“Disorientation is lost of the East,” novelist Salman Rushdie has written, reminding us of the original meaning of “Orient.” In The Orient Expressed: Japan’s Influence on Western Art, 1854-1918, which runs at the Mississippi Museum of Art through July 17, 2011, the curators hope to reorient us to the term Japonsime so that we can find the East, or more accurately the East of the 19th century West, lost over time. The sense of wonder over the new world of Japan suddenly opened up in 1854 is something we today could only experience if life were found on Mars. In the catalog and exhibition itself, Japan, currently reeling from disaster, reemerges as the rich land of culture and style so influential on Western art and design. It’s a reorientation course we in the West can’t do without. Please come over to Picture This at Big Think to read more of "Reorientation."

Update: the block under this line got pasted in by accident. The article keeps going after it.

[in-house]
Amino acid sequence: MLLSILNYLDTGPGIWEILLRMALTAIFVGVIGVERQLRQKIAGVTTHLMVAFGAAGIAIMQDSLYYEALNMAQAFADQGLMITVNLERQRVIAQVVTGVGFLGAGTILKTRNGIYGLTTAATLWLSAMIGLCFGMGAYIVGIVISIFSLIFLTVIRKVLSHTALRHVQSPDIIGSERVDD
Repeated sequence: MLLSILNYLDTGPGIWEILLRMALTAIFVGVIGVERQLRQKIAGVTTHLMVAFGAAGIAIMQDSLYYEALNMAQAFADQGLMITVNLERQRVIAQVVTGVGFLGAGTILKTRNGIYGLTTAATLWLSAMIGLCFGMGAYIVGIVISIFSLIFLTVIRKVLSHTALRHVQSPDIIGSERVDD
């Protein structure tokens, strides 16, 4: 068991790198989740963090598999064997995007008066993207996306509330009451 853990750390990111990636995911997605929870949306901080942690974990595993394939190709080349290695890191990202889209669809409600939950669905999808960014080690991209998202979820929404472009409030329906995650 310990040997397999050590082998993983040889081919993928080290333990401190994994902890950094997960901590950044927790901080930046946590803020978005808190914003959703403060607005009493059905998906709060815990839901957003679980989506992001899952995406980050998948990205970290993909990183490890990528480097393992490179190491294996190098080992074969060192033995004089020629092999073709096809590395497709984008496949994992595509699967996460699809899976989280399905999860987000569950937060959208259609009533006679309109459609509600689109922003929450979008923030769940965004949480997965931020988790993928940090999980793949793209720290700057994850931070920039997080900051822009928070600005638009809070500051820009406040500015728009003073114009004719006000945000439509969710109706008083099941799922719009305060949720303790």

[Image: Paul Gauguin (French, 1848–1903), Still Life with Onions, Beetroots and a Japanese Print, 1889. oil on canvas. 16 x 20.5 in. Collection of Judy and Michael Steinhardt, New York, New York.][Many thanks to the Mississippi Museum of Art for providing me with the image above and press materials for the exhibition The Orient Expressed: Japan’s Influence on Western Art, 1854-1918, which runs through July 17, 2011. Many thanks also to the University of Washington Press for providing me with a review copy of the catalog to the exhibition.]